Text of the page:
#1 Song 1962:   “Duke of Earl,” Gene Chandler & the Dukays

Born:   Orville “Hoppy” Jones (the Ink Spots), 1905; Tommy Edwards, 1922; Bobby Lewis, 1933; Mickey McGill (the Dells), 1937



1958   The Drifters, the Silhouettes, and the Dubs appeared at Houston’s Municipal Auditorium for their Teenage Record Hop.

1958   Little Richard’s “Good Golly Miss Molly” charted, reaching #10 pop and #4 R&B. It was Richard’s fourteenth and last R&B Top 10 smash. Richard’s piano introduction was inspired by the late Jackie Brenston’s 1951 R&B hit, “Rocket 88,” which many historians consider the first rock ‘n’ roll record.

1958   The Monotones’ classic rocker “Book of Love” (Mascot $225) was released.

1958   Chuck Berry’s “Sweet Little 16” charted on its way to #2 pop.

1961   Brook Benton headlined at the Apollo Theater in New York City. Aretha Franklin, a newcomer to R&B, was the opening act.

1962   The Platters charted with “It’s Magic,” reaching only #91 pop, while becoming their last of thirty-five hits on the Top 100 while with Mercury Records. At the same time, the group toured Poland, becoming the first American vocal group to perform behind the Iron Curtain without a government subsidy. Nate Nelson, former lead of the Flamingos, also joined the group, who stated they would not perform in Atlanta, GA, until audiences became desegregated.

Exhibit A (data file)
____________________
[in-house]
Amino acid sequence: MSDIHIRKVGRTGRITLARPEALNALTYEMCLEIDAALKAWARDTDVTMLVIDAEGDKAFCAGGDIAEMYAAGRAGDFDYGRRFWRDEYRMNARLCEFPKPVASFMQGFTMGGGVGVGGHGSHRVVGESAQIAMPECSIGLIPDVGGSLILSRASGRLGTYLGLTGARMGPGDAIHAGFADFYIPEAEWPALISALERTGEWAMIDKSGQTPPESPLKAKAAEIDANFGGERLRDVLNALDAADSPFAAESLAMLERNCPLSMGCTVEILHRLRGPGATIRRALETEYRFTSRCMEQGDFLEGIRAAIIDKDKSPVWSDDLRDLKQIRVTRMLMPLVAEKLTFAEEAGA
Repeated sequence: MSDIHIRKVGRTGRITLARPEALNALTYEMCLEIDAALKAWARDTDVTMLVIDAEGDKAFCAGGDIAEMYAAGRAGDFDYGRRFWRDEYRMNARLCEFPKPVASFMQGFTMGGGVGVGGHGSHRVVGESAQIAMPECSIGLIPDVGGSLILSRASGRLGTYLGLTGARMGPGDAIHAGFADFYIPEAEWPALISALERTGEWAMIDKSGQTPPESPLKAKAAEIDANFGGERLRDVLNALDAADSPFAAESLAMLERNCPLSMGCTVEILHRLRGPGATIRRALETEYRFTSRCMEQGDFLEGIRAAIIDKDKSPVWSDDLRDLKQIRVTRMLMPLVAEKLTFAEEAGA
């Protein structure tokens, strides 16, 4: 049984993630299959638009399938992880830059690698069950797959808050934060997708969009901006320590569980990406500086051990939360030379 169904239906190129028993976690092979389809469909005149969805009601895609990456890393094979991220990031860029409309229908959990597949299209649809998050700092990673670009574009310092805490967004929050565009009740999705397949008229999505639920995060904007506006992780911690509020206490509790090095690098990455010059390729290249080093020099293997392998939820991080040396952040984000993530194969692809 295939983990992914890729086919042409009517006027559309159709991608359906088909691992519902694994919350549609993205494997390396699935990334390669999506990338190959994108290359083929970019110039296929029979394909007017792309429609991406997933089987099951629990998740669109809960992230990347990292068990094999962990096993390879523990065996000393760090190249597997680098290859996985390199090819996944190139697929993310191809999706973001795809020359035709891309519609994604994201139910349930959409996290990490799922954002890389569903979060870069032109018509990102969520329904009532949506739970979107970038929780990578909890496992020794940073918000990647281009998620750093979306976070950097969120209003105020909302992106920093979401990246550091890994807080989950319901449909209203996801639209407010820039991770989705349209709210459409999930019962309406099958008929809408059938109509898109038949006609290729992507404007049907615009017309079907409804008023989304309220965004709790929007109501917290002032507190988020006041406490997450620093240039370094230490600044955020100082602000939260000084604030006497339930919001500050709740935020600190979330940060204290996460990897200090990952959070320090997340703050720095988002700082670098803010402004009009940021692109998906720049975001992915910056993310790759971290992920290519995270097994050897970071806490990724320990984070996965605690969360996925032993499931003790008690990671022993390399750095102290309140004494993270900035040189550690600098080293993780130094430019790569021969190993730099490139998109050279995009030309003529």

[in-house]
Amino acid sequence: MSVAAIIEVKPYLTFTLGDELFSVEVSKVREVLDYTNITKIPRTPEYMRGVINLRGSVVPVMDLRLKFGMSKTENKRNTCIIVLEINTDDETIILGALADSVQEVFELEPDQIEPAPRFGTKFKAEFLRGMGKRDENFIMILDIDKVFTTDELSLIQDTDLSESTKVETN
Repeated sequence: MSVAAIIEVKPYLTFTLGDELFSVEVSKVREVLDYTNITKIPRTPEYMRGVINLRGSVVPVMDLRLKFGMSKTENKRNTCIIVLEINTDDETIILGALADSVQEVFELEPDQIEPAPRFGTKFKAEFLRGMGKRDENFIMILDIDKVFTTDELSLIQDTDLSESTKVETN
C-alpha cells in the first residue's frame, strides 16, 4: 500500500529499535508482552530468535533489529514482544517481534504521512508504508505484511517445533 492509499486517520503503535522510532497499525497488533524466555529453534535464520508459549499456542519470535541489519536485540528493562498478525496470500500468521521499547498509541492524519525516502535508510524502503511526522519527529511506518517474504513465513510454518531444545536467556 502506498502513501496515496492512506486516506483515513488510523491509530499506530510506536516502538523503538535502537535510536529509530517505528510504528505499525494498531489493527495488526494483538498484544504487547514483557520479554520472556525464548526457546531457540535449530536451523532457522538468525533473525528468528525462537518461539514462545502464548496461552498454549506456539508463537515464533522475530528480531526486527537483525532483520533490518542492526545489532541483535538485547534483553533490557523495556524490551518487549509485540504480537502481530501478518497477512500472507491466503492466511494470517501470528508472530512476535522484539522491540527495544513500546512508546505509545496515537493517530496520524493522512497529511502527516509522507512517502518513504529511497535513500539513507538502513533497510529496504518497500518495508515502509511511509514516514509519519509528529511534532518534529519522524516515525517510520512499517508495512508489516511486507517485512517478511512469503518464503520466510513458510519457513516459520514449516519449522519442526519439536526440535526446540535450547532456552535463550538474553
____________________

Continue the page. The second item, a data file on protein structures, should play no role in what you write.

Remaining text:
1973   The Jackson 5 charted with “Doctor My Eyes,” reaching #9. The song was a cover of the Jackson Browne hit but was never issued in America.
Jackson 5

Jackson 5:

The Jackson Five comprised five brothers: Jermaine Jackson (b. Jermaine LaJuane Jackson, 11 December 1954, Gary, Indiana, USA); Tito Jackson (b. Toriano Adaryll Jackson, 15 October 1953, Gary, Indiana, USA); Michael Jackson (b. 29 August 1958, Gary, Indiana, USA); Marlon Jackson (b. 12 March 1957, Gary, Indiana, USA) ; Jackie Jackson (b. Sigmund Esco Jackson, 4 May 1951, Gary, Indiana, USA).  


1980   Muddy Waters won his sixth Grammy in nine years; all were in the same category: Best Ethnic & Traditional Recording.

1990   Actress/singer/rapper Queen Latifah made her chart debut with “Ladies First,” reaching #64 R&B. Through 1998, she would manage to hit the chart fifteen times, though she was spending more time acting in films than recording.


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